How to Buy Landscape Lighting – Design and Install Your System

Photo of path lights in a yard

Some fixtures illuminate walkways and driveways while others highlight plants and fountains. Landscape lighting covers various outdoor lighting fixtures, that when used together, can bring your property to life at night.

In this guide on how to buy landscape lighting, we reveal everything you need to know to design and connect your own lighting system outside your home:

Landscape Lighting Buying Guide – Where to Place Lights, Using Landscape Kits and More

Landscape Lighting Types

Landscape lighting can increase curb appeal with an inviting, layered look using a combination of different lights:

Path Lights: Use them to line walkways and driveways.

Landscape Spot and Floodlights: Highlight plants, trees, fountains or other areas of interest in the yard. Spotlights have a focused beam of light; floodlights illuminate a wide area.

Well Lights: These are placed in the ground and shine upwards to accent trees and plantings.

Step & Deck Lights: Increase safety with step and deck lights and along stairs and railings.

Post Cap Lights: Placed on the end railings, post cap lights add additional lighting to decks and porches.

An outdoor walkway with path lights.

Three Types of Lighting Systems

Low Voltage Landscape Lighting: these systems use a transformer that converts or steps-down your home’s 110-120 volt current to a lower voltage, usually 12 volts.

We recommend using low voltage systems. The low voltage prevents the risk of shock and makes for easier installation since the electrical cable can run along the ground without conduit.

Line Voltage systems hard-wire into your home’s standard 110-120 volt feed, just like the rest of the lights around your house.

Solar Powered Landscape Lights are self-contained lights, rather than an actual system. For best results, they should be used in bright daylight locations and in sunny climates.

Customizing Your Lighting System

You can create a system to meet your unique needs with this simple combination of parts:

Lights – Feel free to use a mix of flood, spot and path lights to fit your needs.

Cable – For low-voltage landscape systems, be sure to use low voltage wire that is rated for outdoor use. Also, it’s best to keep extra cable on hand, in case you decide to alter your layout.

Connectors – Corrosion-proof and waterproof gel-filled connectors make connecting lights and cables extra simple! Connectors are included with all the landscape lights we sell.

Landscape Transformers – Low voltage systems require a transformer to lower your home’s line voltage. Both hard-wire and plug-in versions are available.

Some transformers have built-in timers or photocells for automatic on/off operation.

For an easy, out-of-the-box solution, use our complete landscape light kits which include everything you need.

Path lights illuminating a rocky walkway.

How to Choose a Landscape Transformer

Here’s a simple formula for choosing the correct transformer for your low-voltage system:

+ Add together the wattage of all the individual lights in your system (example: 5 lights using 20 watts each: 5 x 20 = 100)

x Multiply that total by 1.5 (1.5 x 100 = 150)

= The resulting number is the transformer size, in watts, that you’ll need. (150 watts)

Note: Transformers have a minimum load requirement of 15%. This means that a transformer rated at 100 watts, for example, will need at least 15 watts of lighting attached to it to work properly.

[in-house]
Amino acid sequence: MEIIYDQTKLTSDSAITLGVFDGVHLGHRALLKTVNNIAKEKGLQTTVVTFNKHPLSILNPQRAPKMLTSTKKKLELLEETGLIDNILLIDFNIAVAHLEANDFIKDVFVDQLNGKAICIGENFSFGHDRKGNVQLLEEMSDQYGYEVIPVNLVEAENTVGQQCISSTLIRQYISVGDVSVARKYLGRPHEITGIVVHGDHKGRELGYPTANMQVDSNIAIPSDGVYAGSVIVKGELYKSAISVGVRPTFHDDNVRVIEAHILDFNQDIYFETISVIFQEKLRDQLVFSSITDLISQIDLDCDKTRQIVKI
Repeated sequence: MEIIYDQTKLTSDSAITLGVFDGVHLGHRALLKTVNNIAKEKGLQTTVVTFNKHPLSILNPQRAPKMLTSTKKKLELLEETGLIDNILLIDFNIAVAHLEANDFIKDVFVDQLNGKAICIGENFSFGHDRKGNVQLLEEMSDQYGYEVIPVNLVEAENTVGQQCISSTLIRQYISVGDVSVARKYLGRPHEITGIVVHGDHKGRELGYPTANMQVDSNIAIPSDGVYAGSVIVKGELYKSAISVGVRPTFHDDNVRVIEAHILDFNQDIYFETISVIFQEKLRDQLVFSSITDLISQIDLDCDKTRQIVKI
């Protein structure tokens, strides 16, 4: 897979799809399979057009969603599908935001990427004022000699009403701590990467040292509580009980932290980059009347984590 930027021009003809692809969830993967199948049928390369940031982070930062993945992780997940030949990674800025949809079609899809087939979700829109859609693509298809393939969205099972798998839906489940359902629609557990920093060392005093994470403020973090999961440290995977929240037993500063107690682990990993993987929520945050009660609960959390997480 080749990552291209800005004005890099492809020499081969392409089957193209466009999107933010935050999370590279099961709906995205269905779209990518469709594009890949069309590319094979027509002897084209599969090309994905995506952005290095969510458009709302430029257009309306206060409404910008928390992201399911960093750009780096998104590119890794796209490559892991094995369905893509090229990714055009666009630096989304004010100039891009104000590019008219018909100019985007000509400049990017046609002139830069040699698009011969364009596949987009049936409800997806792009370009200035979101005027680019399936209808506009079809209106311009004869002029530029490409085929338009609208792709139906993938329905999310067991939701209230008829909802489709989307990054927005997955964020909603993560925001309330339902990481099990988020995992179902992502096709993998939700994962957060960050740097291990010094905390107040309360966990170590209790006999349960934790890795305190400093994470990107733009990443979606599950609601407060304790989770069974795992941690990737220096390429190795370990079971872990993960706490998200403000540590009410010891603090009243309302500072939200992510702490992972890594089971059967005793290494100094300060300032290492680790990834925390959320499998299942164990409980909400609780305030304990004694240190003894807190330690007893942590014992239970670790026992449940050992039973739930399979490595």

How to Install Landscape Lighting Systems

Landscape lighting is quite easy to work with and can be a rewarding DIY weekend project. Remember, if you’re ever in doubt about a project, we recommend you consult with a licensed electrician.

1. Lay Out the Components

Place all your lights around your yard. Don’t connect them until you’re sure of the placement.

Then, loosely run the cable along the ground to each of the lights. Leave extra slack so you can reposition lights easily.

2. Connect It All

Start by connecting the lights. Then connect everything to the transformer.

3. Plug It In

You can fine-tune your lighting placement by checking everything right at dusk. You’ll get a sense of how everything will look at night with just enough residual daylight left to work.

4. Cover the Cables

A light layer of dirt or other ground cover is enough to hide your cables. Placing them along the edges of hardscaping provides extra protection and makes it easier to locate the cable later, if needed.

The Benefits of LED Landscape Lighting

LED lighting is up to 10x more energy efficient and 25x longer lasting than regular incandescent lighting. Why is this ideal for landscape lighting?

1. You can turn the lights on in the evening for a small fraction of the cost.

2. You can say goodbye to the hassle of outdoor bulb changes. LED lighting has a long life and will last for years.

3. Because LEDs use so little watts of energy, you can use more of them with any given transformer.

Brightness and Color Temperature

Brightness – A little goes a long way outdoors. A light that outputs as little as a few hundred lumens will provide adequate illumination for most landscape applications. An added benefit is that these lower levels of light in your yard mean less light pollution in the skies overhead.

Color Temperature – As a general rule, warmer colors (in the 2700K to 3000K range) look best at night, adding an inviting glow.

More Landscape Lighting Ideas and Advice

Designing a Landscape Lighting System

Landscape Lighting – Tips for Getting Started

5 Things to Know Before You Buy Landscape Lighting

3 Must-Haves for Installing Landscape Lighting

All the Extras: Landscape Lighting Types